In January 2017, the Bureau issued a consent order against TransUnion to address findings that the credit reporting agency violated the Consumer Financial Protection Act (“CFPA”) by deceptively marketing credit-related products. The consent order required TransUnion to pay $13.93 million in restitution to consumers, to pay a $3 million civil penalty, and to abide by certain conduct provisions. However, the Bureau found more than a year later during a supervisory exam that TransUnion was still using deceptive marketing practices, including website and app design features (“digital dark patterns”) intended to trick consumers into purchasing credit-related subscriptions and to make it difficult to cancel them. The Bureau alleges that it informed TransUnion repeatedly, beginning in 2019, that it was in violation of the 2017 consent order.

On April 12, 2022, the Bureau filed its complaint in federal district court for alleged violations of the CFPA, the Electronic Fund Transfer Act, and the Fair Credit Reporting Act, as well as their implementing regulations.[3] The Bureau is seeking consumer redress, disgorgement, injunctive relief, and the imposition of civil money penalties for TransUnion’s violations.

Taking a closer look, the Bureau’s action against TransUnion is particularly noteworthy, as it demonstrates Director Chopra’s commitment to stepping up enforcement in several significant ways, including:

  • The Bureau will take aggressive action against those who stall or avoid implementing the terms of a consent order because they may negatively impact the company’s bottom line. Director Chopra recently expressed frustration that corporate recidivism has become normalized and calculated as the cost of doing business. He warned that the Bureau will forcefully address repeat offenders to “alter company behavior and ensure they realize it is cheaper, and better for their bottom line, to obey the law than to break it.”[4] The TransUnion action reinforces this commitment. The Bureau has signaled it will seek millions in consumer redress and civil money penalties, but the Bureau may also seek “structural” changes at TransUnion, such as prohibitions against certain business activities.[5]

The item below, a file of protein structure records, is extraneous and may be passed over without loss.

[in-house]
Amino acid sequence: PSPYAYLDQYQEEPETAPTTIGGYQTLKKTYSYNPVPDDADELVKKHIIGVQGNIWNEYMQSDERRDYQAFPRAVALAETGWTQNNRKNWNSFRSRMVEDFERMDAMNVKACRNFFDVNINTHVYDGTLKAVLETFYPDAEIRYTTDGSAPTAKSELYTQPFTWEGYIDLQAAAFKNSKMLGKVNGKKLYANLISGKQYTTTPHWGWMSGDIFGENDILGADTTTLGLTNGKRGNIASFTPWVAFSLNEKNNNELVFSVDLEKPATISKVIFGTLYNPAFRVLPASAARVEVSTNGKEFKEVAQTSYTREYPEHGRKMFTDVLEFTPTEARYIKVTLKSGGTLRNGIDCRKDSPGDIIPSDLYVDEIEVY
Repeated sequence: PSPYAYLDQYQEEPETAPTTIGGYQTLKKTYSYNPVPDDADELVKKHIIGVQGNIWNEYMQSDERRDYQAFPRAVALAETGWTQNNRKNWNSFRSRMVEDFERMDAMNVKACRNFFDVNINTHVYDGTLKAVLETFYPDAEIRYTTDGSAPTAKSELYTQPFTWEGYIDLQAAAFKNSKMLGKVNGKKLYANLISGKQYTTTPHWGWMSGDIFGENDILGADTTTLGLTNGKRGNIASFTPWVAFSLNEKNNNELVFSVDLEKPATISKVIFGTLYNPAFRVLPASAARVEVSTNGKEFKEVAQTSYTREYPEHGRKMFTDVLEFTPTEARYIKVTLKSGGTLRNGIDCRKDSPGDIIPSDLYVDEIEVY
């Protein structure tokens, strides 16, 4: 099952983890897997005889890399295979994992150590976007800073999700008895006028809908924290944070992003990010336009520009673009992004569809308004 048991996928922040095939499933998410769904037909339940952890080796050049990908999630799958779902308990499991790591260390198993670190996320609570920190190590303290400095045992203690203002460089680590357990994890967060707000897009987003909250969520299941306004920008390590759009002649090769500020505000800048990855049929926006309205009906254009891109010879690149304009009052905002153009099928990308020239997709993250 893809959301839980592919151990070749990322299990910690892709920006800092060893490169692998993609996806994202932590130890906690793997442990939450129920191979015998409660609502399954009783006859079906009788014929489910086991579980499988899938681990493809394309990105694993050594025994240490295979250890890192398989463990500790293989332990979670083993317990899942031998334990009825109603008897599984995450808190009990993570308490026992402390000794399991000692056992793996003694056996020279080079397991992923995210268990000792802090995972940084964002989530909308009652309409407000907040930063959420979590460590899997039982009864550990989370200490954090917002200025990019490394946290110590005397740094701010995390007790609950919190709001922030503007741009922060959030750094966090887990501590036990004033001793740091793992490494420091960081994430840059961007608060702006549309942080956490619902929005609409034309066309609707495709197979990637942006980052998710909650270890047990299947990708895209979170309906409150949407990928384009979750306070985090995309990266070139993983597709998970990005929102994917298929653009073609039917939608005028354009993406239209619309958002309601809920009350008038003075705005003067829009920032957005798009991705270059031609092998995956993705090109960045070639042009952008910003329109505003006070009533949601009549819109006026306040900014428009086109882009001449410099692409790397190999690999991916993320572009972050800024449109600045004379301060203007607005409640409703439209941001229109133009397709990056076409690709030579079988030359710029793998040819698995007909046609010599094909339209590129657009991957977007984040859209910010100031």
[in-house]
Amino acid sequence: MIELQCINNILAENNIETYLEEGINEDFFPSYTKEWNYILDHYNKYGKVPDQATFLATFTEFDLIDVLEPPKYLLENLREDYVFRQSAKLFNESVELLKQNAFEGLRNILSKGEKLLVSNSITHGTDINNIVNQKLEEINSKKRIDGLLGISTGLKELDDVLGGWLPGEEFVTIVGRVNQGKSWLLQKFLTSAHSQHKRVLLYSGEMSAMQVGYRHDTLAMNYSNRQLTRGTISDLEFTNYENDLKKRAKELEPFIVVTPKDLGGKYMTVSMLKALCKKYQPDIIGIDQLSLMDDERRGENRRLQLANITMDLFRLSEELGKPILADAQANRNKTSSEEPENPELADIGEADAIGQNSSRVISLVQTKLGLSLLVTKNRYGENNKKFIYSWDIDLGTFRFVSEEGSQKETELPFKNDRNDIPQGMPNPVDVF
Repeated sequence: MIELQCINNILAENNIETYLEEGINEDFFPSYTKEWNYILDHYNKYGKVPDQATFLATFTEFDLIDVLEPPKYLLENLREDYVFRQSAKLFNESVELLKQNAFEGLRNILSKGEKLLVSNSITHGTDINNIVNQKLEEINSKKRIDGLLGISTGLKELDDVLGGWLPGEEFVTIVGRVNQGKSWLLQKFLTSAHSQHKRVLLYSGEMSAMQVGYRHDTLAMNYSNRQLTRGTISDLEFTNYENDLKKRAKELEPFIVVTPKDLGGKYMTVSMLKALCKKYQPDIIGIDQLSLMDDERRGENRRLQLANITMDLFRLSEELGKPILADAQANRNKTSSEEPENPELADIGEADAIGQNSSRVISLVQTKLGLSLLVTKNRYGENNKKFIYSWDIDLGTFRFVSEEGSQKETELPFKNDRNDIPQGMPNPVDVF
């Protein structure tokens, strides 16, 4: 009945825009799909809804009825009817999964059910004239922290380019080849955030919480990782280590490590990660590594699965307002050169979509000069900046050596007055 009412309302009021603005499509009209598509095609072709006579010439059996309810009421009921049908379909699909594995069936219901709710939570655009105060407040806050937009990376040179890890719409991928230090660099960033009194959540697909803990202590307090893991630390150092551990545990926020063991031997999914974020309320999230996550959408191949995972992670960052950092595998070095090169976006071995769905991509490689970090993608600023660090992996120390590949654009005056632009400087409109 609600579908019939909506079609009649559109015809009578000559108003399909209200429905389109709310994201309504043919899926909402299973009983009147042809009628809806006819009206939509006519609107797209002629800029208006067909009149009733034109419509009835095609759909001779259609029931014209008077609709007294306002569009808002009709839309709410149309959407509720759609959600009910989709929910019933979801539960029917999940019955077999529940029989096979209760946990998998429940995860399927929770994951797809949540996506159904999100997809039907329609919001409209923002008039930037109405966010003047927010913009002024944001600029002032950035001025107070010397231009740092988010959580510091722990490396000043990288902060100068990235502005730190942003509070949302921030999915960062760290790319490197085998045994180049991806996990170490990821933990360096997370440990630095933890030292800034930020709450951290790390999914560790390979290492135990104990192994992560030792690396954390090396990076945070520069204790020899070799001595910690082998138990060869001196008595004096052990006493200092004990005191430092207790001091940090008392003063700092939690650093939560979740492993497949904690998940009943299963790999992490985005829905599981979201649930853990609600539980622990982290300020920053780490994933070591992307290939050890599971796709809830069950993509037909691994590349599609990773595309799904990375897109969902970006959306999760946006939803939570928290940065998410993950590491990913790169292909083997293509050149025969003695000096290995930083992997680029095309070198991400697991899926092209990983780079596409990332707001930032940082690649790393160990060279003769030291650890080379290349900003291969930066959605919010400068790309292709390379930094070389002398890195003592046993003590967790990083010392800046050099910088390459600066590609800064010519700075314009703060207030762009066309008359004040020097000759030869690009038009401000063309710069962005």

• The Bureau will also charge individuals for “egregious” conduct, such as taking an active role in repeat offenses. In recent comments about corporate recidivism, Director Chopra indicated that it may charge senior managers and executives and seek lifetime occupational bans when they play a role in repeat offenses and order violations.[6] The Bureau’s complaint against TransUnion includes charges against a long-time executive for his role in violating the 2017 consent order, based in part on allegations that he instructed employees to remove an opt-in check-box required by the consent order.